Outcome: At the 2014 “Creativethon” last September, Discovery volunteers completed projects for more than 20 nonprofits, donating nearly 2,200 hours in skills-based services, valued at more than $260,000.

Chief communications officer David Leavy likes to describe the Discovery Impact program as “not your father’s corporate social responsibility.”

“This isn’t buying a table at a charity dance,” he said. “You can’t have a relationship with your community through that.”

Instead, as he led a revamp of the program six years ago, he challenged his team to think about what the company does best. “Someone said, ‘We are a creative organization, so let’s donate creativity,’ ” Leavy recalled. “That was a flashbulb. And that was really grassroots.”

That’s when Discovery Impact launched “Creating Change,” now an annual event in which employees donate pro bono marketing, design and communications services to cash-strapped nonprofits. Each year since then, more than 100 employees have helped about 30 groups brainstorm and execute creative strategies.

Creating Change, one of seven Discovery Impact initiatives, has become so popular that it now has a volunteer waiting list, Leavy said, adding that often, employees continue relationships with nonprofits on their own.

He cited one volunteer who created a brand message for a comfort dog training organization, then went out two weeks later to clean kennels. “They didn’t tell me about it,” he said. “They weren’t trying to get credit with Leavy — they just did it on their own.”

Good to the Last Drop

Company: Suddenlink Communications

Initiative: “Do Your Part: Drop by Drop” water-conservation campaign, Midland, Texas; partners include Keep Midland Beautiful and Midland College

Beneficiaries: Midland residents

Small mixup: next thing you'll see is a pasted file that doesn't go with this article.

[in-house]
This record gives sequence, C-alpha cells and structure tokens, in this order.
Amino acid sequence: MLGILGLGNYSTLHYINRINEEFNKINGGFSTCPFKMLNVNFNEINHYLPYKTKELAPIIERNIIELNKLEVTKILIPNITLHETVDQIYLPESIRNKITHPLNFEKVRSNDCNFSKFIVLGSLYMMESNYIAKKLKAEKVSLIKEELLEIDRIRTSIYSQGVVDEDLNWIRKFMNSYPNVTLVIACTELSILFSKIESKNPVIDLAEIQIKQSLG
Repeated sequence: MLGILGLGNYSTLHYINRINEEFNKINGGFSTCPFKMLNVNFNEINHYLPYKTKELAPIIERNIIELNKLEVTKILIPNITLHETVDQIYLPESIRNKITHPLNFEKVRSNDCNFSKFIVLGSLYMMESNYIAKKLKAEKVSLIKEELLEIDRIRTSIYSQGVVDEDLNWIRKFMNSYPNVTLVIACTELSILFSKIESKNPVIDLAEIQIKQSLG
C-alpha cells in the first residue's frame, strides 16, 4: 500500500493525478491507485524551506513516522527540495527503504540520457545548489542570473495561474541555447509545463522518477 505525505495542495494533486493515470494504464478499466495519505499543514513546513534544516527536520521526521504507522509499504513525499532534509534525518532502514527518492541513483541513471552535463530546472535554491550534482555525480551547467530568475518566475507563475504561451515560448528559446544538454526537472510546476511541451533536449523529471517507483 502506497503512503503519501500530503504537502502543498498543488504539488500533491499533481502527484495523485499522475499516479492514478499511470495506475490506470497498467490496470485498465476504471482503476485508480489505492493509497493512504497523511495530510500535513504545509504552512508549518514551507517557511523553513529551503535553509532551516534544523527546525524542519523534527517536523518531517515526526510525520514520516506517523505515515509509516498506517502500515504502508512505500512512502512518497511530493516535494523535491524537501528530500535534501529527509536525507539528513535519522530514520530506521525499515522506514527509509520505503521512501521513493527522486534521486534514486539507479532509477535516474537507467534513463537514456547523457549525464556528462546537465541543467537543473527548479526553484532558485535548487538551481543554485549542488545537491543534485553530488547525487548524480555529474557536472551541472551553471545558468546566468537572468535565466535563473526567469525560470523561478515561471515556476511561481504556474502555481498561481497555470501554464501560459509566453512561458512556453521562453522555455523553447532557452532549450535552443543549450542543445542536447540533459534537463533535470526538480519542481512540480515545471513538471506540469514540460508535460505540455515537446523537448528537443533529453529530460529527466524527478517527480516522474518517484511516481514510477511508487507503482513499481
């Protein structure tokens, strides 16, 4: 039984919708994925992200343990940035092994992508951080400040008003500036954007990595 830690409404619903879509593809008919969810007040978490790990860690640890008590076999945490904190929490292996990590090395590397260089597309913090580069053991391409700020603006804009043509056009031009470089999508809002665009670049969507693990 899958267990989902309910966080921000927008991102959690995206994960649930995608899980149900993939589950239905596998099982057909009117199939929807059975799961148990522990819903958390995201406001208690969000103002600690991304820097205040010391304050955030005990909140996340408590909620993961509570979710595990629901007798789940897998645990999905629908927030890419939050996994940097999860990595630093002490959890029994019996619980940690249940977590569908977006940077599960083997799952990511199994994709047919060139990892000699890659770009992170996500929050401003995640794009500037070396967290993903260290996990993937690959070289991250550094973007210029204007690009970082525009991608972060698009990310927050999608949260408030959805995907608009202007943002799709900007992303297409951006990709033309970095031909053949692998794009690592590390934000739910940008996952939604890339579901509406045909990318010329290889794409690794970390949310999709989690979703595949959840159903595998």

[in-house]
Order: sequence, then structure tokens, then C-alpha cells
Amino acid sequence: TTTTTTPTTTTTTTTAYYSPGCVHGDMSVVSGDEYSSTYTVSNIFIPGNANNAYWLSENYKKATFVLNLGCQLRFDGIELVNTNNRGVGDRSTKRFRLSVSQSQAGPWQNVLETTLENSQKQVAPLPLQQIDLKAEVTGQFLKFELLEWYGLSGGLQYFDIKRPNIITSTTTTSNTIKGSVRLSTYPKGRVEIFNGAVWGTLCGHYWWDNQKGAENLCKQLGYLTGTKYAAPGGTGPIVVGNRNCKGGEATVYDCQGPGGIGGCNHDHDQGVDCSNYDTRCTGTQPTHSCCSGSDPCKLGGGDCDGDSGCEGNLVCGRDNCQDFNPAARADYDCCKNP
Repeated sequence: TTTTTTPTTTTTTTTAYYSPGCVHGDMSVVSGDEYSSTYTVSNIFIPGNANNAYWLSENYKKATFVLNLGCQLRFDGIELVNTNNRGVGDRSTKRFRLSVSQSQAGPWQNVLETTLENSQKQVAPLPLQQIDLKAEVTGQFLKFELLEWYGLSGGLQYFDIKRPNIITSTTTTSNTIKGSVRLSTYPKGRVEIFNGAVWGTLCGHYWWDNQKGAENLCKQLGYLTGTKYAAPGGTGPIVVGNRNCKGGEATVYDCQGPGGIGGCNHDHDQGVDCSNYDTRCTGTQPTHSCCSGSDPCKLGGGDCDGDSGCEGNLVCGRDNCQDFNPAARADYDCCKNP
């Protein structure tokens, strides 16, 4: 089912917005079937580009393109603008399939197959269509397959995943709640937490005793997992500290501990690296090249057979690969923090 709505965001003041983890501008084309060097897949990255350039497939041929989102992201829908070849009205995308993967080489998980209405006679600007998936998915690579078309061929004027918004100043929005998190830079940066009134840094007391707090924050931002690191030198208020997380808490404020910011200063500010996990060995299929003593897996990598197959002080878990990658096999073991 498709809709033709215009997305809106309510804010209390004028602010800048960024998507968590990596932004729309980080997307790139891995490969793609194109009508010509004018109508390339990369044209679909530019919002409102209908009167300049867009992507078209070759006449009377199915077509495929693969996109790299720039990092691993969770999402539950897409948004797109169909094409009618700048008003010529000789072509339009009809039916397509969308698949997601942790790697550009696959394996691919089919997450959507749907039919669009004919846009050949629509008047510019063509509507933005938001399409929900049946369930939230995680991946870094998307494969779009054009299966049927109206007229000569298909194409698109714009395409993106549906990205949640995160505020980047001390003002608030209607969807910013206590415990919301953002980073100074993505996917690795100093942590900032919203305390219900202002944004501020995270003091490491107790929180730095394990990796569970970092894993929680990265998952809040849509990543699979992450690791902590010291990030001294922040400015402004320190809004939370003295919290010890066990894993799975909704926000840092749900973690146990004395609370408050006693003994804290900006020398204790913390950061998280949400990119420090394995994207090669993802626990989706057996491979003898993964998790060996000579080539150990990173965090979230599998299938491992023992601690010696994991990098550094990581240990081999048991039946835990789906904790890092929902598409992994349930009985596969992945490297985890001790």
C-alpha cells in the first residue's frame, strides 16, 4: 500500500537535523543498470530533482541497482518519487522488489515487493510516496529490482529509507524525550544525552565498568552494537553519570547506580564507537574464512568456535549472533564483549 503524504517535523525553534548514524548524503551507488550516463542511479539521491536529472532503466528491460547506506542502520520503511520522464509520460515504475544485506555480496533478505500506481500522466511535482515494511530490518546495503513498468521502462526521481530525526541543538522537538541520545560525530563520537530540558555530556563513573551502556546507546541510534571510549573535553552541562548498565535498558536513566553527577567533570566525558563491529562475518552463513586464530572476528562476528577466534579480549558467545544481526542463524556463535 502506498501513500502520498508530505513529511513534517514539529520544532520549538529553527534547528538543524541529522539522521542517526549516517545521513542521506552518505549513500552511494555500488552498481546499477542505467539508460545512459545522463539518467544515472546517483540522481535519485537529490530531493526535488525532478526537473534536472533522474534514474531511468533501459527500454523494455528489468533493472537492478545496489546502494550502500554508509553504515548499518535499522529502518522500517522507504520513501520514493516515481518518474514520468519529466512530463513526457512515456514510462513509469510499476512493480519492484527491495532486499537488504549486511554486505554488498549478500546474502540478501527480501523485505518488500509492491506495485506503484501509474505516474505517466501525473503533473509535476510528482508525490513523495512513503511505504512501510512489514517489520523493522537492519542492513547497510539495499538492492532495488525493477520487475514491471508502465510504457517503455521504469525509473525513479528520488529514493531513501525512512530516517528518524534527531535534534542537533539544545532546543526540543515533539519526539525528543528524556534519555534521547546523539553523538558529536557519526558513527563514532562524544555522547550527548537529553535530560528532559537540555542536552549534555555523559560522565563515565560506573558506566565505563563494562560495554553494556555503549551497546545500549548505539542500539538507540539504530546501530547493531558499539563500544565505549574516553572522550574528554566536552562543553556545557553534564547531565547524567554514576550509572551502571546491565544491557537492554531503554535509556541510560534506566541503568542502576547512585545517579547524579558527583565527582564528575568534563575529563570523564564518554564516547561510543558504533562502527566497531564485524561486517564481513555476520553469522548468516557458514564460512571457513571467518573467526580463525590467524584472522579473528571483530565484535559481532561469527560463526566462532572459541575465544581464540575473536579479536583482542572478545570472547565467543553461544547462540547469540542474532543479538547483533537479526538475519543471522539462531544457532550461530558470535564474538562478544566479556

Cause Champion(s): Doreen Womack, market manager, and Monica Kincer, director of area operations Employee Participation: 90-100% of employees have been involved in educating the public and distributing home water-conservation kits

Outcome: Since 2010, Suddenlink has conducted 225 community presentations on water conservation, provided 10,700 free indoor and outdoor conservation kits to local residents, aired PSAs and created school programs, contributing to a 15 million gallon-per-day reduction in water usage to 20 million gallons per day from 2010 to 2014.

Midland, Texas, situated in West Texas’s Southern Plains, looked in 2011 like a community that had it made in the shade: Experiencing an oil boom, its unemployment rate was the lowest in the state, new housing permits were at a 10-year high and money was rolling in.

But Greater Midland, located in the semi-arid Permian Basin, was running out of water. Amid the third-worst drought in state history, its three local reservoirs were projected to go dry by December 2012.

Midland had been a town of well-manicured lawns; despite the warnings and city-imposed usage restrictions, getting residents to cut back was no easy task.

Enter Suddenlink: The St. Louis-based MSO passes 38,000 subscribers in the greater Midland- Odessa area, and its employees were grappling with the shortage, too. It launched the Drop by Drop campaign with Keep Midland Beautiful in 2010.

Five years later, Midland’s water-usage reduction is impressive. But with the city having grown 15% in the interim, the campaign continues, Womack said. Last year the team distributed more than 2,000 kits that include items like garden hose repair parts and a lawn-sprinkler gauge. “We have new people moving into town from other climates that need the water conservation message,” she said. “So the effort is ongoing.”